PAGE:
If Winter Comes, Can Springtails Be Far Behind?

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Springtails under magnification. Note the “furcula” on the left springtail. Photos by Gustav W. Verderber.

Given an estimated around-the-globe average of 100,000 of them per cubic meter of soil, it seems astonishing that springtails (the tiny creatures often called “snowfleas”) are frequently overlooked. Spotty distribution isn’t to blame for their invisibility. They occur in woodland and in grassland, in deserts and on permanent Arctic snowfields, in caves and greenhouses, even on fresh and salt water. Nor are populations thin. One study in Denmark concluded that 16 million individuals of a single species inhabited a 1-acre forest plot.

We go about our outdoor business blithely unaware of springtails because they are tiny, silent, and live for the most part hidden in duff and leaf litter and in the top inch or so of loose soil. Most species are dark of hue – black, gray, dark blue – which is why casual encounters hereabouts are likely to occur on warmish winter or early spring days when springtails are active on the snow surface, where they appear to wide-eyed, first-time observers as animated pepper grains.

But what exactly is a springtail? Your natural history handbook or insect field guide probably identifies springtails as a primitive order of insects. But specialists in the field are now largely agreed that springtails aren’t insects at all but rather organisms forming an order – even a class – of their own. They do share characteristics with insects – most notably three body parts and six legs – but they differ from them in important regards. For example, their mouthparts – external in insects – are enclosed in the head. And unlike insects, typical springtails absorb oxygen directly through the soft cuticle and feature either small patches of simple eyes (which provide poor vision) or no eyes at all.

With the aid of magnification, one can see toward the rear of a springtail the celebrated action feature, the “furca” or “furcula.” This two-prong-tipped organ is normally held forward against the underbody, secured by a catch called the “tenaculum.” When alarmed (or merely traveling), the springtail releases the catch, and the tensed furca drives down and back into the ground (or log or leaf or snow or water), catapulting its owner up and away, antennae over tea kettle. We are likely to notice these minuscule soft-bodied creatures only en masse. When an assemblage has detected your presence, they will begin to jump, and because the human eye can’t follow them in flight, the pool of organisms will seem simply to evaporate. It is, as far as I know, the only demonstration in nature of the reverse of spontaneous generation.

Taken as a group, springtails consume a remarkably varied diet. A few are predatory, hunting down tardigrades, nematodes, rotifers, even other springtails. Some cave-dwelling species may live entirely on soil bacteria, while those roaming the surface of stagnant pools are probably grazing on algae. Certain highly specialized springtails live their entire lives on cleanup patrol in ant or termite nests, where they are thought to subsist on bits of food dropped or regurgitated by their hosts. Species that periodically or permanently occupy snow or ice fields are assumed to glean wind-blown pollen grains and spores. Many species eat frass (arthropod droppings), while fungi and plant material, both fresh and decayed, are standard food for the majority of species.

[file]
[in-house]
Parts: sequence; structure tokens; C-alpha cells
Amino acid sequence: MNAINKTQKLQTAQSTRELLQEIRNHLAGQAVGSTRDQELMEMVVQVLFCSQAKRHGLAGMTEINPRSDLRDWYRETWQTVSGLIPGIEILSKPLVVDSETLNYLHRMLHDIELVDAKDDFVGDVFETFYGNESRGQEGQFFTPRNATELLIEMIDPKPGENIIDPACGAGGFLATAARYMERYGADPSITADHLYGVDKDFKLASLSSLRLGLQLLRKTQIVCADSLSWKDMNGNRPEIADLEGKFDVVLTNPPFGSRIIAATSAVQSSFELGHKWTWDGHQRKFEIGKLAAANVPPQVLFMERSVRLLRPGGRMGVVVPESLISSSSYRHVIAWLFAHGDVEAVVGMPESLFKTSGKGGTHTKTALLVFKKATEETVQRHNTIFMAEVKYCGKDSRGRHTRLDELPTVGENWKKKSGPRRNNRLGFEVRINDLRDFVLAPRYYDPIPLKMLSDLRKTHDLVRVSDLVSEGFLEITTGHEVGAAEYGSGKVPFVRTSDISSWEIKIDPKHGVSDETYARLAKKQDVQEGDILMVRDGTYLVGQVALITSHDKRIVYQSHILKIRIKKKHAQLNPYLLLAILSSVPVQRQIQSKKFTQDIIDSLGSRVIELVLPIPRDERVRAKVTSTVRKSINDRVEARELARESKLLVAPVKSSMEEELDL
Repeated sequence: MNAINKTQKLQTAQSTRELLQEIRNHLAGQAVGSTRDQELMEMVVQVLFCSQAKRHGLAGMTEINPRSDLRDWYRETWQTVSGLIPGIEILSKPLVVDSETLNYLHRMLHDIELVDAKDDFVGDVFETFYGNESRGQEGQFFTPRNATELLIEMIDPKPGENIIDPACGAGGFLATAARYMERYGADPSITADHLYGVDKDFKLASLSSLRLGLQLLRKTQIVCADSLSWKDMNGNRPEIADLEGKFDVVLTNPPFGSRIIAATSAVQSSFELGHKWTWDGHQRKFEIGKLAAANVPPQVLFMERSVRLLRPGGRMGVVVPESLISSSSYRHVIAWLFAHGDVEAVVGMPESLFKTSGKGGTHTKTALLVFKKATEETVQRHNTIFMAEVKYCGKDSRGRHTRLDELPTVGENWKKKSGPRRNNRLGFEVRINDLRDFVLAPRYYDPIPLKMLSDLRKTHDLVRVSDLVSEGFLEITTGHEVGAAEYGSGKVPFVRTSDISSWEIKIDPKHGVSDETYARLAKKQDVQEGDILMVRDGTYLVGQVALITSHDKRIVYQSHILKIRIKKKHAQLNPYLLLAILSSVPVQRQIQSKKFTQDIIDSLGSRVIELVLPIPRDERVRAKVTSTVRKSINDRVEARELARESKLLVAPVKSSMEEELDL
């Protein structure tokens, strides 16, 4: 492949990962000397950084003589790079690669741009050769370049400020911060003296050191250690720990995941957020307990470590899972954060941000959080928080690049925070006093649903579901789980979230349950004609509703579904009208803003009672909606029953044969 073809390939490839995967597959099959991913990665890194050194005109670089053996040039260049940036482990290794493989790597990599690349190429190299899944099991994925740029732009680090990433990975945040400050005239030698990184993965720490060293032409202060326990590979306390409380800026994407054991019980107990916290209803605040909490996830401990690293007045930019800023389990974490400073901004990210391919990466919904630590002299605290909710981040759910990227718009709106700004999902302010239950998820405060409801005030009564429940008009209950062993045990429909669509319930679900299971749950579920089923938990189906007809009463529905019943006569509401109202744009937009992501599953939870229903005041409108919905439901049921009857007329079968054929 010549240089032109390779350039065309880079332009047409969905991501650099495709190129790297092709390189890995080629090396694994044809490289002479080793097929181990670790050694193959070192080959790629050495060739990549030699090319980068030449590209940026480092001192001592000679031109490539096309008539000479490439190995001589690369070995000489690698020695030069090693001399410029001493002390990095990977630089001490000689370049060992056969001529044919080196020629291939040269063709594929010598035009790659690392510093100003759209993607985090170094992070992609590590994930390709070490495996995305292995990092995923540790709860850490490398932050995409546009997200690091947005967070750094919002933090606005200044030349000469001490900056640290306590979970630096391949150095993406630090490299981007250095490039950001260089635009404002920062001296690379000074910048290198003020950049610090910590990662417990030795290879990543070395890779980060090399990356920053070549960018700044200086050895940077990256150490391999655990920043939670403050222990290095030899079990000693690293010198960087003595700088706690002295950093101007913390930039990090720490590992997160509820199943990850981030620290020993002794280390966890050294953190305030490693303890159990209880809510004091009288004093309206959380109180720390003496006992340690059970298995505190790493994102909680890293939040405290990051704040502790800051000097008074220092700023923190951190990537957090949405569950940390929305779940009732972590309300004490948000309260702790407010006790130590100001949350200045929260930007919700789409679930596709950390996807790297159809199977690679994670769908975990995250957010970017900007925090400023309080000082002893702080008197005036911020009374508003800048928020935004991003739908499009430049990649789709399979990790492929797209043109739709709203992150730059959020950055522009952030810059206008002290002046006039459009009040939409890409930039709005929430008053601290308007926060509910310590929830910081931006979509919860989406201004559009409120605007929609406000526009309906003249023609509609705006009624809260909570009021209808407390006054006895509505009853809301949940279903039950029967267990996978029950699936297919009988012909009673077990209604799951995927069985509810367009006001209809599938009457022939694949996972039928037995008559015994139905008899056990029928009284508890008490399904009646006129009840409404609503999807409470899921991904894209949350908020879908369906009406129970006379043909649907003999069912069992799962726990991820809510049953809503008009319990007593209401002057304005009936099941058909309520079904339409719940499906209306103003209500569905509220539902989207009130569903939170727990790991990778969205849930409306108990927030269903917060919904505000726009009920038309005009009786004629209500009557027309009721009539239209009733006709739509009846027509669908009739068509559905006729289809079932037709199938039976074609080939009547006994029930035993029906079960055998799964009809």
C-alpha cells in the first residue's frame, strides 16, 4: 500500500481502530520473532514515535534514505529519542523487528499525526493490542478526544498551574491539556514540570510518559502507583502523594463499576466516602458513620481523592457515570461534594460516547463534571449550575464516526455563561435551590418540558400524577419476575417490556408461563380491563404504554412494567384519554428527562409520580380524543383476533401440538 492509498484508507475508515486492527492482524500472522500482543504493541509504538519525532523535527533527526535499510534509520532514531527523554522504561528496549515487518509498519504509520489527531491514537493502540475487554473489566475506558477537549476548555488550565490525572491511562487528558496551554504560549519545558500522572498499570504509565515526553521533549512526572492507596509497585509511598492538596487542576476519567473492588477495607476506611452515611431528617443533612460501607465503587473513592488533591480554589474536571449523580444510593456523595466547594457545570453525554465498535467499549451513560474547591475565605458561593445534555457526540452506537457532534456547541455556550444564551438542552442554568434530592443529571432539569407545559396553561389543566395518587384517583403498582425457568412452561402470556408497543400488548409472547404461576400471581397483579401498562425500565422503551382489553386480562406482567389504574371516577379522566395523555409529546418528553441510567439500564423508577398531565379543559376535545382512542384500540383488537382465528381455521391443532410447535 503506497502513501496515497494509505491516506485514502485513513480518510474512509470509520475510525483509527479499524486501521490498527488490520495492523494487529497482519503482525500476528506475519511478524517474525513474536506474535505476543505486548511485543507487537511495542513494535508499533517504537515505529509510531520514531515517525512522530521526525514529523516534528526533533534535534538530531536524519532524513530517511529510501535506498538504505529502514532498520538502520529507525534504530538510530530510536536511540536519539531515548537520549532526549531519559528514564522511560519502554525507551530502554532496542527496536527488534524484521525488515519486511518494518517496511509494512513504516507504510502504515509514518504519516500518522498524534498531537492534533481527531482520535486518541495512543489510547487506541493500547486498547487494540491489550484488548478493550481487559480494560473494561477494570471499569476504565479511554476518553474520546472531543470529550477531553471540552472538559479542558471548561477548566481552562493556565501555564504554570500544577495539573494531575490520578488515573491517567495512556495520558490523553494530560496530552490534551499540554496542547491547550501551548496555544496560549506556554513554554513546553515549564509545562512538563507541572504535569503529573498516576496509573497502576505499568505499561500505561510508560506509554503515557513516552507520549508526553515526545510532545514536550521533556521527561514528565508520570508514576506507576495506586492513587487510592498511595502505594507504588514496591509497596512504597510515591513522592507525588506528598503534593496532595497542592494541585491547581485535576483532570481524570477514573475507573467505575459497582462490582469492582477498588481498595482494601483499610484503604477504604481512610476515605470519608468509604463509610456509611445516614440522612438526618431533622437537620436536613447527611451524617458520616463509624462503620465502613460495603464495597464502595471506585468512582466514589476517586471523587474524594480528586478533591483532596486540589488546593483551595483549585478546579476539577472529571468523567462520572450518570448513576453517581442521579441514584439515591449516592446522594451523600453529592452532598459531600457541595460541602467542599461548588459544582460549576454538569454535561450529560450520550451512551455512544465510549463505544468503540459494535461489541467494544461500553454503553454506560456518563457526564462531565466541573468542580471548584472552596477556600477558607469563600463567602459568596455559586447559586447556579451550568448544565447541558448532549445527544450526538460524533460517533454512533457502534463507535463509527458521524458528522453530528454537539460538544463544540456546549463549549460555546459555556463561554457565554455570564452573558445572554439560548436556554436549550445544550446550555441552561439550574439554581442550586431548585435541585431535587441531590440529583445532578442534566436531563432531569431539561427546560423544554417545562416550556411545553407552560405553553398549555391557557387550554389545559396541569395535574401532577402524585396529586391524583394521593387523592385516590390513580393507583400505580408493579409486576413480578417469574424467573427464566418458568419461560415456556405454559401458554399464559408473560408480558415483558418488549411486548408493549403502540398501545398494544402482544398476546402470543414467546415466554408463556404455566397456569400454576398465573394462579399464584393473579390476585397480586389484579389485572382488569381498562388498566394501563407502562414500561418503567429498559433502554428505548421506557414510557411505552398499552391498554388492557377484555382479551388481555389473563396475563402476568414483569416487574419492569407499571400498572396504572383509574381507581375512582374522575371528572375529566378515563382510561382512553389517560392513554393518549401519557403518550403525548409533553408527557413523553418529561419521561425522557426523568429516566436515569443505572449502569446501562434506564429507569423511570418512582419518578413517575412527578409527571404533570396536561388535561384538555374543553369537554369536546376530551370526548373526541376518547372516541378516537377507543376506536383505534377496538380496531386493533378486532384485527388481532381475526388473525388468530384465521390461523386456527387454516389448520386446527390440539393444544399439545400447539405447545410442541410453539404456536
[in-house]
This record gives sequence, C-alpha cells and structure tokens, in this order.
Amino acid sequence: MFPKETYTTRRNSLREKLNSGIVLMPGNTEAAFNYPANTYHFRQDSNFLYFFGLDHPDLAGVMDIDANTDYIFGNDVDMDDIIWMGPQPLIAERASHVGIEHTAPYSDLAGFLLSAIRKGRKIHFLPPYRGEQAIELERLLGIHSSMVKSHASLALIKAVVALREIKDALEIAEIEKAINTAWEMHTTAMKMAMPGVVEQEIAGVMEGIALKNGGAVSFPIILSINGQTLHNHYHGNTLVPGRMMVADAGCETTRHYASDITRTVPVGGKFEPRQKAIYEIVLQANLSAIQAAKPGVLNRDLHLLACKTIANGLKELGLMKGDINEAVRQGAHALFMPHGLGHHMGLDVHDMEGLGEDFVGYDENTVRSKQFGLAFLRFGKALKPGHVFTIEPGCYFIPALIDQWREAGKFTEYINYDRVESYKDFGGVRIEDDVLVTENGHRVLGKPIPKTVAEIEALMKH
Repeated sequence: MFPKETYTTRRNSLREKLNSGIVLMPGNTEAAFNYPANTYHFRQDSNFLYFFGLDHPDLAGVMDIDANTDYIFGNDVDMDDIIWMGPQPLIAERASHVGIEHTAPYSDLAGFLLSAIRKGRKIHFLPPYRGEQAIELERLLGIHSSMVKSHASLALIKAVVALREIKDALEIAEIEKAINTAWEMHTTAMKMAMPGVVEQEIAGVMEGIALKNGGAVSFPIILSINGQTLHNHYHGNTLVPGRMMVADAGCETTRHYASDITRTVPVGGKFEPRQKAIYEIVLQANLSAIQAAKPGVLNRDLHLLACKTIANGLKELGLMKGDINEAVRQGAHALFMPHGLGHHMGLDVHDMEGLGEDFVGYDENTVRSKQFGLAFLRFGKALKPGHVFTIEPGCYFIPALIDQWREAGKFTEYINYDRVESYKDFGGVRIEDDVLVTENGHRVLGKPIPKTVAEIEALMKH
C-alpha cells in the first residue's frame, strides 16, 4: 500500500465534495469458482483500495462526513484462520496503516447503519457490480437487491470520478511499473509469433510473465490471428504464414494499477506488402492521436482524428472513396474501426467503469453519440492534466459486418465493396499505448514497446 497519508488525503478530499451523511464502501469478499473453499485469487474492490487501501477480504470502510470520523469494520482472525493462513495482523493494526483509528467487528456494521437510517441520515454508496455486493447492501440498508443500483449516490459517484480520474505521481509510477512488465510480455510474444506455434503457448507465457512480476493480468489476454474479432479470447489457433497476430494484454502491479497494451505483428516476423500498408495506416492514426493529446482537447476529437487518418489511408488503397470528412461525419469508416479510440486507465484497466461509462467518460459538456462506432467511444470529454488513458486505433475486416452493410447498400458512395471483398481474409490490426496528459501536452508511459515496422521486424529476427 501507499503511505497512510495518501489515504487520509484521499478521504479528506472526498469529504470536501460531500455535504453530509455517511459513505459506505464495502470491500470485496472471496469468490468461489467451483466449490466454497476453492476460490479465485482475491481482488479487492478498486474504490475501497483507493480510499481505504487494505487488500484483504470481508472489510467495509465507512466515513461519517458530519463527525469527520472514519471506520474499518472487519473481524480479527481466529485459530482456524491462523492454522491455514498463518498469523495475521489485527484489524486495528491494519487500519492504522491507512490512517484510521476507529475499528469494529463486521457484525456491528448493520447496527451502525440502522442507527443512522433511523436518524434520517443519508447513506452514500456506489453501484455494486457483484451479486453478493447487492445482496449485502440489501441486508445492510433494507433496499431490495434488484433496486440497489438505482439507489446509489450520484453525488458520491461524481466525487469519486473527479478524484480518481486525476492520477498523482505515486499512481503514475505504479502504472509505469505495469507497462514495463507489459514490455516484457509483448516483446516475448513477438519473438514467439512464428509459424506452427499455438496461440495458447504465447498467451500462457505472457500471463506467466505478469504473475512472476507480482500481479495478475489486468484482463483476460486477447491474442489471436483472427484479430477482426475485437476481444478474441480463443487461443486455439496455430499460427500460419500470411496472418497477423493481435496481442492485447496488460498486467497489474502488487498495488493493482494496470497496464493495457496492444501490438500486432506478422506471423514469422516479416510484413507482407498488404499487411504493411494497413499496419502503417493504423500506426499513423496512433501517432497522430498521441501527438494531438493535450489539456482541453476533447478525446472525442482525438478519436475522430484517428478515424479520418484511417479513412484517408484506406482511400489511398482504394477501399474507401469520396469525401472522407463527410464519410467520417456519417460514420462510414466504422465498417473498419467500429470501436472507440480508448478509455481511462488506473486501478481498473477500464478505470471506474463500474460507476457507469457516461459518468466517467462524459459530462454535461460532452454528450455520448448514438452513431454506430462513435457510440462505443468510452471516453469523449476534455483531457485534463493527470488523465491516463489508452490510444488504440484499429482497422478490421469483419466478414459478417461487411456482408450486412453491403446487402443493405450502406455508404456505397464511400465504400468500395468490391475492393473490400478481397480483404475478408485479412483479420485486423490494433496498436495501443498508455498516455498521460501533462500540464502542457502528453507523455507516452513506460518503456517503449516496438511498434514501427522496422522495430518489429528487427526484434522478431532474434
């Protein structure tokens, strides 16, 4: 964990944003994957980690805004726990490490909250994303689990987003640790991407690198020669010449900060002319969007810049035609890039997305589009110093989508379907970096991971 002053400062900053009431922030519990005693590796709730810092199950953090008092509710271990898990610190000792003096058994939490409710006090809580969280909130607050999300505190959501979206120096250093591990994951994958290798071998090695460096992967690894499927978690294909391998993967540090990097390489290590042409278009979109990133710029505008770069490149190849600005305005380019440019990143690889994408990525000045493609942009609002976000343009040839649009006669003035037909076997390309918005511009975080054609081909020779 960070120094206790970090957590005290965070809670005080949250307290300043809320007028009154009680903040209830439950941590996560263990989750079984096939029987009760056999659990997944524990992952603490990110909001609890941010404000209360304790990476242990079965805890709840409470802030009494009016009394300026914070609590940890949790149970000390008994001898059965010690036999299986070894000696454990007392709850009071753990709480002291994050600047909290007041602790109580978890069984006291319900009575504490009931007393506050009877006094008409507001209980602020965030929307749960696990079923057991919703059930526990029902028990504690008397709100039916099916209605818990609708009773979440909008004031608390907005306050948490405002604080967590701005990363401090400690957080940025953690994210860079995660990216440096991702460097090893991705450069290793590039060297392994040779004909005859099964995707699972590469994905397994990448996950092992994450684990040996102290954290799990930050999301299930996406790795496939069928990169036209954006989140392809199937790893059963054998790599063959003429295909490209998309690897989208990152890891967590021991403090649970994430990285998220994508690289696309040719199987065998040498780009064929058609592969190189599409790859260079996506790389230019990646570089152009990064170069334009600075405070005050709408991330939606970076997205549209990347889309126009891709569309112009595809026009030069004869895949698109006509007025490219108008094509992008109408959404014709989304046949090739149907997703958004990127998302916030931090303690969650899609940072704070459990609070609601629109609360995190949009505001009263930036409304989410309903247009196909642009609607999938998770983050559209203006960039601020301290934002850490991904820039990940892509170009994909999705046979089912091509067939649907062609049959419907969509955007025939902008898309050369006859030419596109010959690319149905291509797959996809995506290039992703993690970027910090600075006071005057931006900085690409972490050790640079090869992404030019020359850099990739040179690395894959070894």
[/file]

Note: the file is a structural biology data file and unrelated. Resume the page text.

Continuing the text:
Typical insects rely on copulation to initiate the critical business of reproduction. Lacking external genitalia, springtails employ a fastidiously impersonal method. A male secretes a viscous material which, by raising his posterior, is drawn up into a stalk, on top of which he deposits a spherical packet of sperm. This structure, which looks, microscopically, like a golf ball perched on a long and very thin tee, is called a spermatophore, and males produce a number of them during periodic reproductive phases. If a receptive female of the appropriate species happens by, she takes the sperm packet up through her genital slit. Liquids inside her body cause the packet tissue to swell and burst, releasing the sperm for egg-fertilization duty.

If this system for combining precious genetic material seems to us haphazard, it apparently strikes a few springtails that way as well. Males of certain species build a fence of spermatophores around a likely female, a strategy presumably designed to ensure reproductive success by prompting the “eenie-meenie-miney-moe” response. Males of a few species even drag females to their spermatophores. Clearly, however, earth’s environments are yearly strewn with quadrillions of what are destined to be leftover springtail spermatophores. Nothing is wasted in nature, of course, and many of these end up as minute contributions to soil fertility. But others serve springtails more directly. Encountering intact sperm packets – particularly those teed up by other species – foraging males are likely to eat them.

 
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